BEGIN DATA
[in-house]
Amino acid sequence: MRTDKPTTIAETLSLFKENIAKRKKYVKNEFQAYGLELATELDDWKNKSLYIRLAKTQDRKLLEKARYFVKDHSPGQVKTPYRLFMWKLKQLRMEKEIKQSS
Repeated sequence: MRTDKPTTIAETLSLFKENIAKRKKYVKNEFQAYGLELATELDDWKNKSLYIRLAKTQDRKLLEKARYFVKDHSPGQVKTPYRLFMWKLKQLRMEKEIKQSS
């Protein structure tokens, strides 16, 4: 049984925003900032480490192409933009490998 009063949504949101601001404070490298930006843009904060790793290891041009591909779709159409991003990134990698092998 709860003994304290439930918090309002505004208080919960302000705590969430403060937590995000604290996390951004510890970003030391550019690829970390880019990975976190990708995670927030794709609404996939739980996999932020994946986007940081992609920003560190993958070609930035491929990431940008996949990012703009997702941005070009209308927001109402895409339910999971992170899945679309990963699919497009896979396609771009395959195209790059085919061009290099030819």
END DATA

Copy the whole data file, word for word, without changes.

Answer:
[in-house]
Amino acid sequence: MRTDKPTTIAETLSLFKENIAKRKKYVKNEFQAYGLELATELDDWKNKSLYIRLAKTQDRKLLEKARYFVKDHSPGQVKTPYRLFMWKLKQLRMEKEIKQSS
Repeated sequence: MRTDKPTTIAETLSLFKENIAKRKKYVKNEFQAYGLELATELDDWKNKSLYIRLAKTQDRKLLEKARYFVKDHSPGQVKTPYRLFMWKLKQLRMEKEIKQSS
């Protein structure tokens, strides 16, 4: 049984925003900032480490192409933009490998 009063949504949101601001404070490298930006843009904060790793290891041009591909779709159409991003990134990698092998 709860003994304290439930918090309002505004208080919960302000705590969430403060937590995000604290996390951004510890970003030391550019690829970390880019990975976190990708995670927030794709609404996939739980996999932020994946986007940081992609920003560190993958070609930035491929990431940008996949990012703009997702941005070009209308927001109402895409339910999971992170899945679309990963699919497009896979396609771009395959195209790059085919061009290099030819």